My correspondent has touched upon a question, which, in the taking up of their careers, their lives, is addressed by many who occupy the darker nooks of academe. Does man have freewill? Or is he or she, no matter his place and situation in life, governed but by necessity and chance? Jean-Paul Sartre, best I can understand, seems to want to have it both ways. The philosophy of existentialism depicts man, alone and afraid in a world he never made. "Afraid," I suppose, in the sense that he or she really is unable to predict (let alone influence) the great natural events which can suddenly beset a person causing deep distress, trouble, and/or misery. And what of those people to whom you refer, who, are born at the wrong time, or the wrong place, or both; or of those who are sick of mind and body and are unable to help themselves. It makes a mockery out of existentialism, which, while asserting man is alone and afraid in a world, he is yet an individual with choices. Who is to help the child whose parents are garbage rakers in Brazil; or who has but a single woman for a mother with no education, no ambition, and is without friends and family.

While we might well accept that man has it, freewill works only when a person has choices. If a person has no choices, then the question of freewill hardly comes up; so too, where the person is unable to even recognize what his or her choices might be.

This question of free choice, these questions of philosophy in general, are not questions, at least in the vast majority, on the minds of those whom we might well worry about. Free choice is not a philosophic notion for the vast majority of the people who make up the great mass of humanity, though they make small choices every moment of the day about themselves: shall I pick up this piece of garbage or that, shall I drop this piece of garbage in exchange for that, shall I stiff my friend or hold him and give him a fair shake, and on and on. We look on these people and compare them to our lives and, shutter. They do not envy others, at least, great numbers of them don't. They are about the occupying business of getting on with their lives and expect that others should do the same. It was Sartre who made the point when referring to the choice, conscious of it or not, which all Frenchmen faced during the Second World War: collaboration, resistance, or quiet self-preservation. I do my bit in regards to helping those that are less fortunate in my own community by a direct assist; the situation of those of the third world, is, for me, I am afraid, something I cannot help; and, in that regard, and indeed more generally, I lead a quiet life of self-preservation.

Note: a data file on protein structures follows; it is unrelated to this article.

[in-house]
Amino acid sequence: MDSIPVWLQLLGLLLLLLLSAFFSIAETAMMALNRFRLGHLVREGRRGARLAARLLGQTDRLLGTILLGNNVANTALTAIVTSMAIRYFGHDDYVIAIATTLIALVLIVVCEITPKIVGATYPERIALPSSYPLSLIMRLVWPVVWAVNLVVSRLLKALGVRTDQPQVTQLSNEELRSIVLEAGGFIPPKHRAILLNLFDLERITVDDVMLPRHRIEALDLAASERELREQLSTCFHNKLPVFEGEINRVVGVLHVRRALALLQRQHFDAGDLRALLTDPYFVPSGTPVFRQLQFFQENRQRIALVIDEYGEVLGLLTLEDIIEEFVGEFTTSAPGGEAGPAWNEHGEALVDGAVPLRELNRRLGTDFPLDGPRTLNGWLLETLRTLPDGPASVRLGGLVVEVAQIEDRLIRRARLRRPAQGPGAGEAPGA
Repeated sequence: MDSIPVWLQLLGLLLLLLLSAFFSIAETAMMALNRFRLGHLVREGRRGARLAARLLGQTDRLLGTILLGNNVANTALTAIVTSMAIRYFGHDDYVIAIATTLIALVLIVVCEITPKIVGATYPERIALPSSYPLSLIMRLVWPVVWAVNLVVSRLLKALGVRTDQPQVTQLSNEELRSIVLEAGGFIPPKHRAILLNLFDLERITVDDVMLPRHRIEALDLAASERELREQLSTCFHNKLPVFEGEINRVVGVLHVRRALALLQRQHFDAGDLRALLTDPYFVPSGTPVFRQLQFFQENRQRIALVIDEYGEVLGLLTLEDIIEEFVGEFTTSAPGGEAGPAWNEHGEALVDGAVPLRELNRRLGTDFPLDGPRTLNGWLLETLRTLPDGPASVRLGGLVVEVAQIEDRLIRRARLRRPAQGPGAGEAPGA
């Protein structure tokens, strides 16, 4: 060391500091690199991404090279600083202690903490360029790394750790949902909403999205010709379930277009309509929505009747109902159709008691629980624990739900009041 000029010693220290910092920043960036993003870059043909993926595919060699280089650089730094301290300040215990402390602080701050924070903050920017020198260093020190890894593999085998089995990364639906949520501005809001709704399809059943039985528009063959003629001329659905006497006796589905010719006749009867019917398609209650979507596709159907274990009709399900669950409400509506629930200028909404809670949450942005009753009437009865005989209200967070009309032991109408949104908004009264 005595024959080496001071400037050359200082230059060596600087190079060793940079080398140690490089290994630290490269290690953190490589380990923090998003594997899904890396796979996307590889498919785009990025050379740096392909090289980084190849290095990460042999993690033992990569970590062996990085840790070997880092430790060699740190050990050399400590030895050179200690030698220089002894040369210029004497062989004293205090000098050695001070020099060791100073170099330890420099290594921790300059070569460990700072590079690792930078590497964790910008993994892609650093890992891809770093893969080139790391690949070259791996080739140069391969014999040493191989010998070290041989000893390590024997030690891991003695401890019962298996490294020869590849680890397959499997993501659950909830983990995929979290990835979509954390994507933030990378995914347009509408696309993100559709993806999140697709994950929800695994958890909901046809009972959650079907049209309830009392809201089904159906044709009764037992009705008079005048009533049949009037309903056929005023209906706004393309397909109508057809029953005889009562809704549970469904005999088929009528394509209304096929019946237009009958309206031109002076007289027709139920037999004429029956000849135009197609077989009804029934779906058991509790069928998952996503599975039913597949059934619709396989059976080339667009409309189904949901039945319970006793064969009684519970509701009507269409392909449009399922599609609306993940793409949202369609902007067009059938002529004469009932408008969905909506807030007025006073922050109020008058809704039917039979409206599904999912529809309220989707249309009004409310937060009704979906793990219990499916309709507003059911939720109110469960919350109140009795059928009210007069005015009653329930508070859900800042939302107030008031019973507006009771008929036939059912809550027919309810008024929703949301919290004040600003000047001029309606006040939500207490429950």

My correspondent also raises the question of punishment, a question in respect to justice, which I address elsewhere: Crime and Punishment.

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Peter Landry

December, 2001 (2019)